Most experts think that dogs chase their tails — also known as whirling — for multiple reasons, including boredom, hyperactivity, litter experience and the desire for attention. Other theories assert that the activity comes from the prey drive, stress, discomfort, medical problems or genetics. Much more research is necessary before professionals can say for sure what causes the behavior.
A number of professionals believe that dogs chase their tails for one reason: they are bored. Essentially, there is nothing going on that captures the dog’s attention, so when the animal catches sight of the tail on the edges of its line of vision, it notices the movement. The fact the tail is attached is not really a consideration, but the movement and the chance for some physical and mental activity is attractive. Frequent tail chasing might be a sign that it’s time for the owner to provide some other amusements.
Another idea that might explain why whirling is more common for young dogs is that puppies tend to be more energetic than adults. They might resort to it as a pastime because they want something physical to do. Once they get tired enough, they usually stop.
Experience from Litter
Although this behavior can show up at any age, it seems to be more common with pups. Part of the reason for this might be that, in a litter, it’s pretty standard for the tail of one animal to be close to the face of another. The dogs might chase their own tails when they’re young because they don’t yet really grasp that they’re going after their own body part.
Attention and Conditioning
Similar to people, most dogs have a basic desire for attention and affection. When owners react positively to the behavior, such as rewarding their pets with a treat or some petting, the animals eventually learn that they can use tail chasing to manipulate what people do and get what they want. In essence, they whirl because they’ve been conditioned to do it.
Before people domesticated them thousands of years ago, dogs were mainly pack animals that relied on their instincts to live, one of which was the prey drive, or the natural desire to chase and kill smaller things to eat. One theory is that a dog seeing its own tail is acting on this compulsion to a certain degree, attempting to catch it in the same way it would catch animals for food. According to some experts, dogs might go after themselves in this way because they aren’t connected well enough to their environment, often described as “needing to connect the front end to the hind end” or “needing to stay in its head.” They respond so strongly to the prey instinct and memories of physical pain or annoyance that they don’t process other things in their surroundings that could clue them in that it’s their own tail they’re attacking.
Looking at whirling as being in the same category as other compulsive behaviors dogs do, another possibility is that it evolves as a stress response. The animal might use it as a distraction from the negative feelings that happen when it is abused, for example, or when it is overstimulated and too excited. If this is the case, it might start in response to just one thing and then spread out to others, becoming a more generalized coping mechanism.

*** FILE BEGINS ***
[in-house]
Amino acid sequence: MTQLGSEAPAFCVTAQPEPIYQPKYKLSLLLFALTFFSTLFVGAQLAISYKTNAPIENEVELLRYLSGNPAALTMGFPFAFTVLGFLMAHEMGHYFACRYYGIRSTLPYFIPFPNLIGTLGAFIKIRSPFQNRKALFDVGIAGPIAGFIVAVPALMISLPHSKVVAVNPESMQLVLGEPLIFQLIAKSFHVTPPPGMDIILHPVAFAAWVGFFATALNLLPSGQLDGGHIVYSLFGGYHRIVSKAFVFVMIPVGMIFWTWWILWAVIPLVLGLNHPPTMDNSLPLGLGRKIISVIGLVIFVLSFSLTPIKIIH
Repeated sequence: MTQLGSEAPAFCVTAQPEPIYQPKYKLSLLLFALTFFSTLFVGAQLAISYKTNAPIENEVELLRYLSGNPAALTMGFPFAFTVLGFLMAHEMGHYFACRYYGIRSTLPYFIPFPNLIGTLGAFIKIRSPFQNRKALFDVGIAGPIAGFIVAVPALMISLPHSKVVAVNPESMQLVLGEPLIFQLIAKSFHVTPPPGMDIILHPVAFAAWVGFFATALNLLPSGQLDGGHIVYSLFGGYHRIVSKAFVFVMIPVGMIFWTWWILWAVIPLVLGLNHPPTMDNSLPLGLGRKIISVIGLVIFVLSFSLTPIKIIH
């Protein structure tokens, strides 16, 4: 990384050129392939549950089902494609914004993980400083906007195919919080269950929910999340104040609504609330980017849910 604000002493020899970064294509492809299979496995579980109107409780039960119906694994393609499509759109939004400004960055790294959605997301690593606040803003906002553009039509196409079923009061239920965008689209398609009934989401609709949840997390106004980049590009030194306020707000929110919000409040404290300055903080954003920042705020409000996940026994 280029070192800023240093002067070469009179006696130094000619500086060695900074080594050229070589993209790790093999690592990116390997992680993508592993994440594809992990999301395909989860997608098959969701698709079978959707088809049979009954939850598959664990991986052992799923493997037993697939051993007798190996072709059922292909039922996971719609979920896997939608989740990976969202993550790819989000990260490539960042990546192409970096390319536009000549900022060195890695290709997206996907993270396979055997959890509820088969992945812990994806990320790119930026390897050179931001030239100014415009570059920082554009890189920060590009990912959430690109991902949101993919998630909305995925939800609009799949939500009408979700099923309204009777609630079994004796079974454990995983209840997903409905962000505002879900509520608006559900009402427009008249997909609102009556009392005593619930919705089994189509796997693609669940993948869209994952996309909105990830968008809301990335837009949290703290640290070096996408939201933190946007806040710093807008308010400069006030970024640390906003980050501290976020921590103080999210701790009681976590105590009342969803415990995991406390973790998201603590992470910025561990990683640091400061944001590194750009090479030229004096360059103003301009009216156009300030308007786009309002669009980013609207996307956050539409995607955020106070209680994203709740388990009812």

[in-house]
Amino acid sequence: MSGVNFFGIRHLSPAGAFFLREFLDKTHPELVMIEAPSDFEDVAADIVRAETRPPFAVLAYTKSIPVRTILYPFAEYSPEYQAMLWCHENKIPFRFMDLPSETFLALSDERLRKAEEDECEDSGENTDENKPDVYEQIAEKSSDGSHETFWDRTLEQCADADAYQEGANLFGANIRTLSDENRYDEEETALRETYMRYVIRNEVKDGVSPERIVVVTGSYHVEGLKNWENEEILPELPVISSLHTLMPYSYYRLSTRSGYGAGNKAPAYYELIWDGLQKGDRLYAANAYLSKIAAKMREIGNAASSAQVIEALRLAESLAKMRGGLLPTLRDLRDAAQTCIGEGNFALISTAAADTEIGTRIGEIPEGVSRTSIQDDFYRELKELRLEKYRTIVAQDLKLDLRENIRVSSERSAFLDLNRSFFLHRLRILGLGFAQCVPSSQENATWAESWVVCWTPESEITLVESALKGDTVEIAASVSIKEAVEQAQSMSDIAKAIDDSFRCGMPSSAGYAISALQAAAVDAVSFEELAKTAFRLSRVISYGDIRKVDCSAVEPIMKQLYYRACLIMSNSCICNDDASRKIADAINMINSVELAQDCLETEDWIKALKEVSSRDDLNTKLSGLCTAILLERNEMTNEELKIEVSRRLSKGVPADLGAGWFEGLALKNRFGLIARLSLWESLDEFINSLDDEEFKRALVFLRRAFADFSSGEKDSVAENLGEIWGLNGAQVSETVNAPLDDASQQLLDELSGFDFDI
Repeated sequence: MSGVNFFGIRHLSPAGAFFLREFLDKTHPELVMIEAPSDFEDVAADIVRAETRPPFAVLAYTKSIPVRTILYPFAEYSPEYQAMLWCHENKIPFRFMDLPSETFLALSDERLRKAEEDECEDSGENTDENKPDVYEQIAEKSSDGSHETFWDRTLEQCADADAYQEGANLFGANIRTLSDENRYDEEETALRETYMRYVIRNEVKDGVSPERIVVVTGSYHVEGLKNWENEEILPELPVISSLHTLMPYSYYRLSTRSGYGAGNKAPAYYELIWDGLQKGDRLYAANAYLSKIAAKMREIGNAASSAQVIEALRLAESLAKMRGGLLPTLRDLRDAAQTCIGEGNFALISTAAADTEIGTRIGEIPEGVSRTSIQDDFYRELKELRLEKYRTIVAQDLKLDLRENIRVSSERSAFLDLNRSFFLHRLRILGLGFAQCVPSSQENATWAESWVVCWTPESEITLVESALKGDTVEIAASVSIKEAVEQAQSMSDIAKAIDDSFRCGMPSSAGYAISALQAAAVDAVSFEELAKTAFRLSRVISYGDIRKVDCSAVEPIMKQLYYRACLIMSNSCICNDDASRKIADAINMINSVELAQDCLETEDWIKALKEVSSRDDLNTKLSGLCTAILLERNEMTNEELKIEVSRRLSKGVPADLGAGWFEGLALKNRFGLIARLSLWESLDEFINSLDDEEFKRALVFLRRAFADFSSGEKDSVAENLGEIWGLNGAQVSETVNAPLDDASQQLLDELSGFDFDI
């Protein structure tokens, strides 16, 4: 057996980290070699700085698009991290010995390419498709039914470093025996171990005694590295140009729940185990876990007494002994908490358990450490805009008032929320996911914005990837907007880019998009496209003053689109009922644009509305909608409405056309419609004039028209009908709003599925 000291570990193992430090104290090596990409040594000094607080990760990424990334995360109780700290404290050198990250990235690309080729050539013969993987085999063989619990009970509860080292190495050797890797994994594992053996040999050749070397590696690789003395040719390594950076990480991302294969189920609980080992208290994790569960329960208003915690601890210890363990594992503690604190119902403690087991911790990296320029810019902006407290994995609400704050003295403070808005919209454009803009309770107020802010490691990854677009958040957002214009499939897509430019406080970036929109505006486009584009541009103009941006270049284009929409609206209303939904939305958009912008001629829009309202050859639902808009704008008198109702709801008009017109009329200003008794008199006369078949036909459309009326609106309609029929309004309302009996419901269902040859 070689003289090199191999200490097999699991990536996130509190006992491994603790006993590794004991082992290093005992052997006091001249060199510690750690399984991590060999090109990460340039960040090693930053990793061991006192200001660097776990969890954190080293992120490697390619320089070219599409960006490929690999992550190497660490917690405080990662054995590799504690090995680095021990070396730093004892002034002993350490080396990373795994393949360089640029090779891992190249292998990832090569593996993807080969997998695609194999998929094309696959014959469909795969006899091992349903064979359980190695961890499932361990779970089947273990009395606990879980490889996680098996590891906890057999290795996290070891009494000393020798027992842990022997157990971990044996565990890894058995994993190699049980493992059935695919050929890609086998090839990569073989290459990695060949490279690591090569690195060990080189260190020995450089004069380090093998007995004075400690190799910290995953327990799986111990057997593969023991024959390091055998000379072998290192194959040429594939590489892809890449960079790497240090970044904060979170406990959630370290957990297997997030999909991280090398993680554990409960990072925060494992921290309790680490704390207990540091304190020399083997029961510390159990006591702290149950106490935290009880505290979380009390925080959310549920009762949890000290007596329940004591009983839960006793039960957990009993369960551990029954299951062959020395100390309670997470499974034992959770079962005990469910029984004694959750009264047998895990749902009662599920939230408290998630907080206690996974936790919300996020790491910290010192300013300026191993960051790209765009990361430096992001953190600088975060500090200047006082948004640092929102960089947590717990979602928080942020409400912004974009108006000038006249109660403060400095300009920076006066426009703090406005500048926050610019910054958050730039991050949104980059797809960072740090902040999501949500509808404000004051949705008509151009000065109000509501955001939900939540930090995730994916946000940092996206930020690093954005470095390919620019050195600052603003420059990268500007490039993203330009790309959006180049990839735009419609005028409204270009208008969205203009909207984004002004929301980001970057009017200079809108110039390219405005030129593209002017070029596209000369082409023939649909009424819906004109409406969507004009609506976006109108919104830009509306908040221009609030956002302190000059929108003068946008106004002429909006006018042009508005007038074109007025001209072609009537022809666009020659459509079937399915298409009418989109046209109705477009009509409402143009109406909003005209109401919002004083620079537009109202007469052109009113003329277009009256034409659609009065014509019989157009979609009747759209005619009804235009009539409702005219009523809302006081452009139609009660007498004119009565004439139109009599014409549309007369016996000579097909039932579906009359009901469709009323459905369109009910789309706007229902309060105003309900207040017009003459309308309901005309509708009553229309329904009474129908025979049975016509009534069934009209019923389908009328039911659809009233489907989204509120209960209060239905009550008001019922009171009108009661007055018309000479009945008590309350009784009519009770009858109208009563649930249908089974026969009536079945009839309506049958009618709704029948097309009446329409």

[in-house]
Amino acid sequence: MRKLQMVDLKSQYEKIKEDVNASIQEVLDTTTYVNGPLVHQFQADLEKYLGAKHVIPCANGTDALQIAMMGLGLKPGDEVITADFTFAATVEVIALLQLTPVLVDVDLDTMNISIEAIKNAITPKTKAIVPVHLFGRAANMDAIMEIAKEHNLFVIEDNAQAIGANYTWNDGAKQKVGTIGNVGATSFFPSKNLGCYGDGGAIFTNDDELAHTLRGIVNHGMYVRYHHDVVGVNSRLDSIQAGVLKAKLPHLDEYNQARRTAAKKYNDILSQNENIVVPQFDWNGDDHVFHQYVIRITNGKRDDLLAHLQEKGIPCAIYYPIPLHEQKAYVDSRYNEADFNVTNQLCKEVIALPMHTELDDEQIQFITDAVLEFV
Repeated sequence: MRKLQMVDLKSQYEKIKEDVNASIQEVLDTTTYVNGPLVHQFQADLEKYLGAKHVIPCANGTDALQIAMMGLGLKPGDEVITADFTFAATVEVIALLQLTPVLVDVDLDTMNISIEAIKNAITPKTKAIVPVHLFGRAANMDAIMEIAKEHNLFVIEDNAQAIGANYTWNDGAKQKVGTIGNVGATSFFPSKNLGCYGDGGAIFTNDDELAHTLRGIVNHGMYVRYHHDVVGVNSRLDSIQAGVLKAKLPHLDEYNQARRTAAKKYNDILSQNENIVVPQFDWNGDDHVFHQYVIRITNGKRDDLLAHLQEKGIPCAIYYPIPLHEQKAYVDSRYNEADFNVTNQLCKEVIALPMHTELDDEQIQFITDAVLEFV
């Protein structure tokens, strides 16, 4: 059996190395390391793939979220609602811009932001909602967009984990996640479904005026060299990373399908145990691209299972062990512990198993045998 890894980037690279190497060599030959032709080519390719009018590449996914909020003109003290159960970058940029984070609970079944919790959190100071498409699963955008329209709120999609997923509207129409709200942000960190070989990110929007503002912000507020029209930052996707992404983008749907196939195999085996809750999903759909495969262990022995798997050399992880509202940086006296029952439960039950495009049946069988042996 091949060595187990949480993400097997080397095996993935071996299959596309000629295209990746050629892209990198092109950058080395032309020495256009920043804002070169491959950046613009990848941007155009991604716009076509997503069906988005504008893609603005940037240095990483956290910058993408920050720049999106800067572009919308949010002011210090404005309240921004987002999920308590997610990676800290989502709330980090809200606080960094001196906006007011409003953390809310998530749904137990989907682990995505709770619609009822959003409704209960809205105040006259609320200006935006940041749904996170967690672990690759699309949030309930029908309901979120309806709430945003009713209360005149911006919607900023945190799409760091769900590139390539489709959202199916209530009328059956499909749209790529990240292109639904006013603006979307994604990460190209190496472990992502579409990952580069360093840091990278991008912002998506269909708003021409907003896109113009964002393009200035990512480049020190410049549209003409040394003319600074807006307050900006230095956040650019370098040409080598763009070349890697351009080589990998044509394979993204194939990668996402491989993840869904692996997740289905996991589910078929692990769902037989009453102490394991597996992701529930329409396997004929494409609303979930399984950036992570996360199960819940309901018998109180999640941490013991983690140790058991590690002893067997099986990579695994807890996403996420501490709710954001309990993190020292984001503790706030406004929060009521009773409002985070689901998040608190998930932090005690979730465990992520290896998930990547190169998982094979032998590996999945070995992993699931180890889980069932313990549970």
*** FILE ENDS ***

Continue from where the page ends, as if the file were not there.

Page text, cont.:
Dogs also may choose to chase their tails because there is a physical problem or discomfort of some type, such as an itchy infection. Canine behavior demands that the animal attempt to address the origin of the discomfort, so they try as hard as they can to reach to their hind end. This might be the issue if the behavior starts relatively randomly.
Underlying Medical Conditions and Genetics
Veterinarians and researchers are looking into the possibility that this behavior stems from physical imbalances in a dog’s system, which might be linked to genetics. Perhaps most notable in this area is a 2010 study led by Dr. Nicholas Dodman of Tufts University Cummings School of Veterinary Medicine, which showed that tail chasing is more common in animals that have vitamin B6 and vitamin C deficiencies or that have been neutered. Dodman’s team also discovered that, when looking at Bull Terriers and German Shepherds, animals that chased their tail also seemed less outgoing and didn’t like to be exposed to noise as much. Dobermans with a variant in the cadherin 2 gene engaged in flank sucking more frequently than those that didn’t have it. Even though this is not the same as tail chasing, it is still significant because it strongly suggests that canine behavior and genetics are linked, and that people might find a specific part of a dog’s DNA that ties to whirling with additional research.
Veterinary professionals and scientists looking into this issue still have a long way to go before they prove anything conclusively, but the hope is that future discoveries will open the door to treating the problem with medication. This solution would not be appropriate for all canines, but it might provide some relief for many of them. Over time, if people do find a genetic connection, it might be possible to use techniques such as selective breeding to weed it out.